Erick Sermon Tells All: The Stories Behind His Classic Records (Part 2)

Method Man & Redman “Y.O.U.” (1999)



Album: Blackout!
Label: Def Jam
Producer: Erick Sermon

Erick Sermon: “So dope. I love that beat. And their style! Method Man started the flow. Then Reggie followed. I don't remember that session. A lot of their sessions I wasn't there for. I just made the beats. They were on the Hard Knock Lifetour, so I was sending them beats.

“I wasn't expecting them to pick that beat. I put that beat on there by mistake, I think. Again, It was a '4, 3, 2, 1' type of technique beat. That 'Put Your Hands' was in my head the whole time again. And that producer, he never came out again. He only made one record in his life, and that was it. I don't know [his name]. [Ed note: The record was produced by Shamello & Buddah.]

 

I was surprised that The RZA didn't do more, and why people let me [do the bulk of the production]. That wasn't my best work. I guess I was the only one making records that they liked.

 

“I was involved [heavily] in that album, because I was the one who put those two together. So of course, the Executive Producer is going to be me. I'm the one that made 'How High.'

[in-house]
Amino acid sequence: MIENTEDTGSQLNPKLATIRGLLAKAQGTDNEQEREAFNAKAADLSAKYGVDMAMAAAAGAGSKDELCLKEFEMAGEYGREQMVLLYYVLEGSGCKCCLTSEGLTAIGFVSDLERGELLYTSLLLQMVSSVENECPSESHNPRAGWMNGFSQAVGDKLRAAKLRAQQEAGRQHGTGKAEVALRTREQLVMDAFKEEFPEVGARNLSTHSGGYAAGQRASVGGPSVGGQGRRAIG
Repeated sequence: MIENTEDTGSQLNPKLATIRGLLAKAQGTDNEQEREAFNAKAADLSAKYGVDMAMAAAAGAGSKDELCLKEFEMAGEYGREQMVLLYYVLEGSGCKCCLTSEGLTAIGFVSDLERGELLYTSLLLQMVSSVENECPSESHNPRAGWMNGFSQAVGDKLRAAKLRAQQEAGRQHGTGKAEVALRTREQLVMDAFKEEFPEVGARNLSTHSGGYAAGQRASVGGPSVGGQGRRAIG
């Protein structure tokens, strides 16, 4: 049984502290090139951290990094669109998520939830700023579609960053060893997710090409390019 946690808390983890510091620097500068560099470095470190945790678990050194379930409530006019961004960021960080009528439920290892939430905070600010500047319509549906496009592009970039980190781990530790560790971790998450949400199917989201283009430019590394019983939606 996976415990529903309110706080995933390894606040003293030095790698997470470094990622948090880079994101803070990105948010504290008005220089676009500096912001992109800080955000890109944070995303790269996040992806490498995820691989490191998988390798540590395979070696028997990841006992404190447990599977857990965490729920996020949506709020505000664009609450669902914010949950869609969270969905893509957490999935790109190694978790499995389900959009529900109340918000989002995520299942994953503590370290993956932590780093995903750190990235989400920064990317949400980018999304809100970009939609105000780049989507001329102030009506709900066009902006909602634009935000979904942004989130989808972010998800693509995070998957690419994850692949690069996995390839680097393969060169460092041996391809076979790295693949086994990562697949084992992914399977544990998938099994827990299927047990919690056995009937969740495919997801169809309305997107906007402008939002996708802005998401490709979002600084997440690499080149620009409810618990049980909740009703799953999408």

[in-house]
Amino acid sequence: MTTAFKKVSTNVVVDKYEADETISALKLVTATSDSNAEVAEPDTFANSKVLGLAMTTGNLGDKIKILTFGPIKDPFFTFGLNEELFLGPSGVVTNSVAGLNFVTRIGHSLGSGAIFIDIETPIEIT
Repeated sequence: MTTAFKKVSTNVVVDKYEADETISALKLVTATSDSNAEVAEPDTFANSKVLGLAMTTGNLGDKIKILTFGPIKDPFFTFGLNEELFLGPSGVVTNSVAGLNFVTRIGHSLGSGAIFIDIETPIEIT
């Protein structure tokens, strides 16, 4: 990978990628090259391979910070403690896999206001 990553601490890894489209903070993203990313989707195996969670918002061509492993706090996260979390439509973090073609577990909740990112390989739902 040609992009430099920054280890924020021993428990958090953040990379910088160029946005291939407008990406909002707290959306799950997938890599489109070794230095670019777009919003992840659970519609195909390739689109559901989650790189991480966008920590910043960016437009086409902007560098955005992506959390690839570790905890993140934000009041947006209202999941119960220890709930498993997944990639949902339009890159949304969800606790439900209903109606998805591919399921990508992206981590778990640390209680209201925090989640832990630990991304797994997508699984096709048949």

"I was surprised that The RZA didn't do more, and why people let me [do the bulk of the production]. That wasn't my best work. I guess I was the only one making records that they liked. I listen to it like, 'Damn, man. I didn't have any samples. I was making almost the same beats.' But at the time, it felt good.

“I would have made more excitement. The record was a huge success, I just think I could've done more. I like the sample on 'Maad Crew.' That's [the type of stuff] I probably could have done more of.

"It was too much of the same type of beat, kick, snare with stabs. I love the LL Cool J and Ja Rule crew record. That was dangerous. But [overall] I could've had more variety, and done some iller shit.”

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